A Consecration

Theirs be the music, the color, the glory, the gold;
Mine be a handful of ashes, a mouthful of mould.
Of the maimed, of the halt and the blind in the rain and the cold —
Of these shall my songs be fashioned, my tale be told.

Upton Sinclair further expresses this sentiment here:

The following is the peroration of a speech
delivered at an Anglo-French parliamentary dinner, 1903

THE majesty of suffering labor is no longer dumb:
it speaks now with a million tongues, and it asks
the nations not to increase the ills which crush down the
workers by an added burden of mistrust and hate, by wars
and the expectation of wars.

If you press me to risk a prophecy on my own account, and…
you may ask how and when and in what form this longing
for international concord will express itself to some purpose.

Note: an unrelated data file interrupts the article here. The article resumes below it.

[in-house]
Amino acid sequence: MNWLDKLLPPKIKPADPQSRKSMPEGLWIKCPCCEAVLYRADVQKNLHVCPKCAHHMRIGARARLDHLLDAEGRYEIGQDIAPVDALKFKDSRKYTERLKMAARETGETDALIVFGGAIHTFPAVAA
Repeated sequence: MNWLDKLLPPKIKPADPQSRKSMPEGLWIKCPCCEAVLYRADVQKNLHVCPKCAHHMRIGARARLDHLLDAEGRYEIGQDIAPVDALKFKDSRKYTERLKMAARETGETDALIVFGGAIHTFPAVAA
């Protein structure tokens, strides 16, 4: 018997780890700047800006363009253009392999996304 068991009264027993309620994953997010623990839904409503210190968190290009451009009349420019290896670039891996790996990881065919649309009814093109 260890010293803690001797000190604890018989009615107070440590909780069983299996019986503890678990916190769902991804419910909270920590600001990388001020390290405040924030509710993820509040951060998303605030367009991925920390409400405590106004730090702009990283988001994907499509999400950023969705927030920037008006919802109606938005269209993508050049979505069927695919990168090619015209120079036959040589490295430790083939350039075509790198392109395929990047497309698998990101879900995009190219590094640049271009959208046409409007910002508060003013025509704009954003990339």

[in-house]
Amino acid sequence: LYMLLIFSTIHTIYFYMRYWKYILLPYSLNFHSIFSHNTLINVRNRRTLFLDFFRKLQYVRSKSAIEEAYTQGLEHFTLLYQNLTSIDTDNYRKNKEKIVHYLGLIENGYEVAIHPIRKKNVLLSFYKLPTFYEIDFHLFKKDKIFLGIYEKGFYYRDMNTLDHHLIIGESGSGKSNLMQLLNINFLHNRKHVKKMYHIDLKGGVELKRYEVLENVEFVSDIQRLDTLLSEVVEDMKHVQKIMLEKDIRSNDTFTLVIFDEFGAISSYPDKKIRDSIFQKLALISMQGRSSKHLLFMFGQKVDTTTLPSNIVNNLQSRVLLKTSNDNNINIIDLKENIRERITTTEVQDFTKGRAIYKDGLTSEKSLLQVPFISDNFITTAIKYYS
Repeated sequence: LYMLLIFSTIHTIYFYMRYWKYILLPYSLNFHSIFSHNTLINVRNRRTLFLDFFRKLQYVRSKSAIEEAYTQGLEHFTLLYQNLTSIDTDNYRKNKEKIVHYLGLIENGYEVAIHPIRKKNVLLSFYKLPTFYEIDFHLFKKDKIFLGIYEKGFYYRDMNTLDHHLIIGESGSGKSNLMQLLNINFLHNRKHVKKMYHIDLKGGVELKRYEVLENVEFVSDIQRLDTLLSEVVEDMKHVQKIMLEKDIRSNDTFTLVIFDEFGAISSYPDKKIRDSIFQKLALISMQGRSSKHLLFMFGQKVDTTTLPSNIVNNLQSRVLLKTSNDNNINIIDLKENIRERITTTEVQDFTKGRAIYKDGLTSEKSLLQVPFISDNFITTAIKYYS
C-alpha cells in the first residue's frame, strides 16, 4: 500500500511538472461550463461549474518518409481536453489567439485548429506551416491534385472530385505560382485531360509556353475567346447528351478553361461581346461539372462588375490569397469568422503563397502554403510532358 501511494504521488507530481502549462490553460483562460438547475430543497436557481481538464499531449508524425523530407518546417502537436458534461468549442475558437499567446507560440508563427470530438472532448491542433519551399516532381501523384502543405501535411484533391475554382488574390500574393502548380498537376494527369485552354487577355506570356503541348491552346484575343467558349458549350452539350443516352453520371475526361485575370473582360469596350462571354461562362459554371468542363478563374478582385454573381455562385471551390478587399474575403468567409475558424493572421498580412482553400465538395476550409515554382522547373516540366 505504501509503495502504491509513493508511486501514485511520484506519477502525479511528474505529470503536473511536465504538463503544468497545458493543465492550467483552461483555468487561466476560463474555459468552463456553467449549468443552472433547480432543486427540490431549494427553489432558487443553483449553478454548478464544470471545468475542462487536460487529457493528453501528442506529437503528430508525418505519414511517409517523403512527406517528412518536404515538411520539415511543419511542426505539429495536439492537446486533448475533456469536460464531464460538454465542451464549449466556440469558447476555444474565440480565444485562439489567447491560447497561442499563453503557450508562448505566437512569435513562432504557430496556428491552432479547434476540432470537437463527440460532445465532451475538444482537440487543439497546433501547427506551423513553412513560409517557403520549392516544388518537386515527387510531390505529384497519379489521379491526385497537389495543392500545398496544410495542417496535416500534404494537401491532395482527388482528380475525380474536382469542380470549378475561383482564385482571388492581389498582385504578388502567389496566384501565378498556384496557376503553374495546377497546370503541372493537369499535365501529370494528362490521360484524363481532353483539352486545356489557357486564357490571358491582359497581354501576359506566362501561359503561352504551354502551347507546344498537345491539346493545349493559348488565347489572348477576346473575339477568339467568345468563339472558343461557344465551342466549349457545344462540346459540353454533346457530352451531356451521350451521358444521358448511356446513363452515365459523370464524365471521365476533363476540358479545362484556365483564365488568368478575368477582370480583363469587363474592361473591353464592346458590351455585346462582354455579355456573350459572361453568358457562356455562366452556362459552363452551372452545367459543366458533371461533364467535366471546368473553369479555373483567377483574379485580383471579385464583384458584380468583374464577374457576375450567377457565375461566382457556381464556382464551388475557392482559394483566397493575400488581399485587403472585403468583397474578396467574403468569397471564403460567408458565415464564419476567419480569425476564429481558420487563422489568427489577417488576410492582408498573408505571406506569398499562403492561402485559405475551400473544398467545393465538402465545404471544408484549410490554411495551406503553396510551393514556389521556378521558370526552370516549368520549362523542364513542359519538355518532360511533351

I can only answer you by a parable which seems a little strange still and obscure.
I gleaned it by fragments from the legends of Merlin the magician,
from the Arabian Nights, and from a book that is still unread.


Once upon a time there was an enchanted forest. It had been stripped of all verdure; it was wild and forbidding. The trees, tossed by the bitter winter wind that never ceased, struck one another with a sound as of breaking swords. When, at last, after a long series of freezing nights and sunless days that seemed like nights, all living things trembled with the first call of spring, the trees became afraid of the sap that began to move within them. And the solitary and bitter spirit that had its dwelling within the hard bark of each of them, said very low, with a shudder that came up from the deepest roots: